S&W Bodyguard 380 Review
There was a time…it seems like decades ago now that the pocket 380 ACP ruled the roost. In reality, it was only about a decade ago. The pocket 380 ACP and the single stack 9mm were bells of the ball. Today we are going to look at one of the original pocket 380s, the Smith and Wesson Bodyguard 380 ACP.
S&W Bodyguard Specs
- Barrel Length 2.5 inches
- Overall Length 5.25 inches
- Weight 12.3 ounces
- Caliber 380 ACP
- Capacity 6 Rounds
The Bodyguard Background
The S&W Bodyguard 380 ACP traces its lineage back to the original S&W Bodyguard series. The Model 38 was the original Bodyguard and was a 38 Special five-shot, J-frame revolver. The frame featured an enclosed hammer that has a small tab that allows the hammer to still be manually cocked. The Bodyguard series have always personified small, concealed carry firearms.
The S&W Bodyguard 380 ACP follows that same idea, but makes it an automatic platform. This little Bodyguard grants you a tiny, very easy to conceal firearm. Smith and Wesson saw the success of firearms like the Ruger LCP and wanted to get a piece of that pie. The S&W Bodyguard 380 ACP was only 5.25 inches overall, and it packed a 2.5-inch barrel. At a little over 12 ounces, the Bodyguard certainly posed no challenge for daily carry.
The S&W Bodyguard promised to be a smooth little option for pocket carry. They rounded the edges and frame, the hammer is bobbed, and overall it’s very smooth and snag-free for the pocket. The little gun came with nubs for sights, and original models came with a laser sight integral to the frame. Later models made the laser sight optional and reduced the gun’s size even more.
The Smith and Wesson Bodyguard seemingly promises to be a very stout and micro-sized concealed carry firearm designed to be easily carried by anyone in any clothing.
S&W Bodyguard 380 Features
1 Integral Frame Laser
2 Double Action Only Trigger
3 Manual Safety
4 Stainless Slide and Barrel
S&W Bodyguard 380 Models
S&W Bodyguard 380
S&W Bodyguard 380 – Laser
S&W Bodyguard 380 SS
Bodyguard 380 ACP – Our Take
Let’s start with the good things. Or, well, a good thing. The S&W Bodyguard 380 ACP does give you a very reliable little weapon. The little automatic cycles and functions without any issues. I’ve yet to have the weapon malfunction. Little guns like this can be a little tricky for new shooters.
They tend to be more susceptible to limp wristing due to their small size and snappy recoil. Limp wristing can cause issues with reliability, but it’s more on the shooter and less on the gun. I won’t fault the Bodyguard for someone limp wristing the gun. Hold it firm, and you’ll be good to go. That old-school double action trigger just works.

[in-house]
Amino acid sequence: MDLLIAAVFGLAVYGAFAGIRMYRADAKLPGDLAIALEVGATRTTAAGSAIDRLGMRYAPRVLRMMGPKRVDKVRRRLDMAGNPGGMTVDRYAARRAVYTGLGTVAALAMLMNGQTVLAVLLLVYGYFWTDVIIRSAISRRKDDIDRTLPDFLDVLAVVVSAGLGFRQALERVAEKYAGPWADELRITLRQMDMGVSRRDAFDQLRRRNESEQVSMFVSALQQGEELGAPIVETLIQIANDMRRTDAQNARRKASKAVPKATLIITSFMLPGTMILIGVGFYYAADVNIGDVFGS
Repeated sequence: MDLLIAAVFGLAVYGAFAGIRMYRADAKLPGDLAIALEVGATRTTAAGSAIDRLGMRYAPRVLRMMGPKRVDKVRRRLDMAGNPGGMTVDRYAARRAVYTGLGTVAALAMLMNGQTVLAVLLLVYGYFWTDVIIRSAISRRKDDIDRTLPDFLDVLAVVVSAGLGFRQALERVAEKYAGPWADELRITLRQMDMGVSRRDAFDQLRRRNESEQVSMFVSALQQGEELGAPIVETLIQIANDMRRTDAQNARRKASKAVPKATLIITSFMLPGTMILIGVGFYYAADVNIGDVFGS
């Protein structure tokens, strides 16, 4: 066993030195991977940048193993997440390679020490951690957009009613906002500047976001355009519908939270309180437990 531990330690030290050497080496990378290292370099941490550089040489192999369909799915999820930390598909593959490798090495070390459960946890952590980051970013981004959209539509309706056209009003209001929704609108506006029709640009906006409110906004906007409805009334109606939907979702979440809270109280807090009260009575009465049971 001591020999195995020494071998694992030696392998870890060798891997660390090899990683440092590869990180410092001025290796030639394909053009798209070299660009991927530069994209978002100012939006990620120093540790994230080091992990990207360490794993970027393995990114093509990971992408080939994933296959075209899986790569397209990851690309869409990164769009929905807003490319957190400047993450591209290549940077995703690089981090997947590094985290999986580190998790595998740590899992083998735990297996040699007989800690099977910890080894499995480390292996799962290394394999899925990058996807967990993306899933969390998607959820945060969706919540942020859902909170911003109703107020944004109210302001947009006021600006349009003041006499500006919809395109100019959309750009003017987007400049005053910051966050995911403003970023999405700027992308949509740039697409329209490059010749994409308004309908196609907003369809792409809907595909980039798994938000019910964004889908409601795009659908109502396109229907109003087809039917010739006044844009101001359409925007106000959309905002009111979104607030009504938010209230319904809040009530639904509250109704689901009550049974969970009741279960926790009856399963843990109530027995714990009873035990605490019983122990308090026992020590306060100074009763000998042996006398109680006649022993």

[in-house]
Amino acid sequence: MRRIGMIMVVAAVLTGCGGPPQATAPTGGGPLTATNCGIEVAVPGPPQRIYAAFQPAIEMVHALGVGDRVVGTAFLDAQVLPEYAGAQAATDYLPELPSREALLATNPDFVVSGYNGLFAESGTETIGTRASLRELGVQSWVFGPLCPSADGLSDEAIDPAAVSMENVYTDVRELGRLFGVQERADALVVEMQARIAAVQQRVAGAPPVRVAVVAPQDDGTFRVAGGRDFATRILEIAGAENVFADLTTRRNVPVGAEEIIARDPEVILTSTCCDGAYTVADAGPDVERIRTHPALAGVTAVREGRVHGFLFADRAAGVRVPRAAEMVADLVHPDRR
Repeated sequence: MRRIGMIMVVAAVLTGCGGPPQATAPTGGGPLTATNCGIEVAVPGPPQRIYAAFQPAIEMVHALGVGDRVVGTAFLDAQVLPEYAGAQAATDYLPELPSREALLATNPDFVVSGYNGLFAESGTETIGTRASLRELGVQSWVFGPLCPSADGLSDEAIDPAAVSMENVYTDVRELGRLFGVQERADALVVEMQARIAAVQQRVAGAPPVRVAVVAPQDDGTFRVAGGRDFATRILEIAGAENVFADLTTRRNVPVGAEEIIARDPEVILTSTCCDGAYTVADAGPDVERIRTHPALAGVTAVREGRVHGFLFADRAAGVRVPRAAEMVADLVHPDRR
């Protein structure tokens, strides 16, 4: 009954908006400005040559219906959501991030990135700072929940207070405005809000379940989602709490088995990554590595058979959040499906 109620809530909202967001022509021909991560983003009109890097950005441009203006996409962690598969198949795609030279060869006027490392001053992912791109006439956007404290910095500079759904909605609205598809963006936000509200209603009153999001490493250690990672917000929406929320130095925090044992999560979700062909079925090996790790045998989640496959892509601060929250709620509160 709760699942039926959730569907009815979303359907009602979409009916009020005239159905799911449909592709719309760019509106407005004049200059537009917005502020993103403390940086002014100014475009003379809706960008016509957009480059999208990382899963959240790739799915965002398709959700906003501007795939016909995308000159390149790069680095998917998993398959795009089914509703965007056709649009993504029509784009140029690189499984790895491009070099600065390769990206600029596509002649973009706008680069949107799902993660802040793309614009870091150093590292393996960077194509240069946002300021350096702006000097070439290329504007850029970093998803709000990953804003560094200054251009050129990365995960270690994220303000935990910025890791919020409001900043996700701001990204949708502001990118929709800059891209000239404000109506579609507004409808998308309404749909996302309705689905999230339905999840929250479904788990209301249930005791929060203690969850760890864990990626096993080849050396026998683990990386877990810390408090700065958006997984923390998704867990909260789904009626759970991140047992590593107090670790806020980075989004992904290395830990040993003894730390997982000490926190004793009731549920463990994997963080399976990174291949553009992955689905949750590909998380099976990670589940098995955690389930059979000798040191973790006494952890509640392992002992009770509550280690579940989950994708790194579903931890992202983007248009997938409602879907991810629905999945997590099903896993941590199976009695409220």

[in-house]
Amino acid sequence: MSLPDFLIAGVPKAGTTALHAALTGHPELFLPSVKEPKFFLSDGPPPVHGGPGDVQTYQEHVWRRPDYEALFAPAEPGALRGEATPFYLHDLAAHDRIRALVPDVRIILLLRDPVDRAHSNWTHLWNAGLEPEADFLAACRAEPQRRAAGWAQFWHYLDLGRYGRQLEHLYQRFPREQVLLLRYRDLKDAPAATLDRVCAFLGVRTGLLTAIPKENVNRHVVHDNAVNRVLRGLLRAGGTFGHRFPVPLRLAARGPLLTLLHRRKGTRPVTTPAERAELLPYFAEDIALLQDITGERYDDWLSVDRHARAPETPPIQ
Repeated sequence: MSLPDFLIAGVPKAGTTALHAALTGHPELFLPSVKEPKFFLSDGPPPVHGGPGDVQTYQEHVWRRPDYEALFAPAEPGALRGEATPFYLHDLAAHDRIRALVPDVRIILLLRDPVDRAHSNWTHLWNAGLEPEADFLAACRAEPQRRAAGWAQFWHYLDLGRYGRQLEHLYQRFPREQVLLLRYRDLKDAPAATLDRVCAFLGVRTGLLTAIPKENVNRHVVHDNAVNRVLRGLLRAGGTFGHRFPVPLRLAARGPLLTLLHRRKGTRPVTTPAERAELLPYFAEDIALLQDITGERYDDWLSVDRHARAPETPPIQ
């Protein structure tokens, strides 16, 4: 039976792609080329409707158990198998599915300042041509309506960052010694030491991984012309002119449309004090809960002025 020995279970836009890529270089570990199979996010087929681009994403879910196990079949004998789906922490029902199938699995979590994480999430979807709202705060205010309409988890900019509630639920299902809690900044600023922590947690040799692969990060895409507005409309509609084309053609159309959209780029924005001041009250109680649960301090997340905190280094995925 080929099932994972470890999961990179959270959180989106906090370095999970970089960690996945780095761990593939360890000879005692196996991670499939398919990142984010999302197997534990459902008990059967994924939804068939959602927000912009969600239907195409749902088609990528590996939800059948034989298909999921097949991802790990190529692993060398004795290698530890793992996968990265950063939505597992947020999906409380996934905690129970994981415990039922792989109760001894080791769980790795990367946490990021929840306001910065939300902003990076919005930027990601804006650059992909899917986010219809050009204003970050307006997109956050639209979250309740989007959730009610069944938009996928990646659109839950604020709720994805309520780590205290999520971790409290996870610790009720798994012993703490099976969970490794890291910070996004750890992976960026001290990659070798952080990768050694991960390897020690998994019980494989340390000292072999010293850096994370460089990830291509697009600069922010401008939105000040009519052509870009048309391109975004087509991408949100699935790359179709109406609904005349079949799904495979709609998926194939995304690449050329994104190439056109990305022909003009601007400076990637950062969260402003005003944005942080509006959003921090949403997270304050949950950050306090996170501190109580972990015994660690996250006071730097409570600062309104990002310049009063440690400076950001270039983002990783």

Grabbing and Going
The S&W Bodyguard is absurdly small. You get two magazines, one with a flush-fitting baseplate and the other with a slight finger extension. I prefer the slight finger extension because I need as much grip as possible on the gun. I have more than just a hanging pinky, but a hanging pinky and a half-hanging ring finger. Don’t forget, it’s .75 inches thick!
It’s so absurdly thin, and the grip is so short that it’s not super comfy to grip. You can grab it, but it’s not very comfortable. My finger naturally wants to ride the trigger just past the first knuckle. You want the pad of your finger on the trigger, and it takes a conscious effort to do when you draw the firearm. The really small size of the grip doesn’t give you a ton of room to grab the gun for a clean draw, either.
Manipulating the safety isn’t super easy. S&W should’ve just ditched the safety altogether. It’s super small and hard for me to engage in the draw. Typically, I wouldn’t use it and carry without it, but you have to train to disable it just in case it accidentally jumps in place while being carried. A slight beavertail protects your hands from slide bite, and I appreciate it from a technical perspective. I’m not too fond of slide bite, and I happily don’t experience it with the S&W Bodyguard 380 ACP.
Oh boy, this is not an easy gun to shoot. Chic Gaylord, a pistolero and holster man, said something along the lines of that nay man looking to carry a snub nose revolver should shoot at least 100 rounds a week in practice. I feel that way about the S&W Bodyguard 380 ACP. While a lot of new shooters will choose small guns for their convenience factor, many might not know just how hot they are to handle and how hard they are to shoot accurately.
Your sights are two tiny nubs, and your sight radius is almost nothing. The sights are not fast to acquire by any means. The laser is a big selling point, but if you are in a bright environment, you might have a hard time finding that laser.
The trigger is double-action-only, and that doesn’t always mean bad. Good DAO triggers exist. However, this isn’t one of them. It’s a terrible trigger. The super long and heavy pull does not leave a good impression. It takes a very slow and dedicated pull to ensure your sights don’t move. That’s not a good trigger for a combat handgun.
In general, this weapon is bad guy accurate and only at very close range. Even well-aimed, slow fire doesn’t group well. Throwing shots is very easy to do, and even after lots of practice, I felt barely competent with the gun.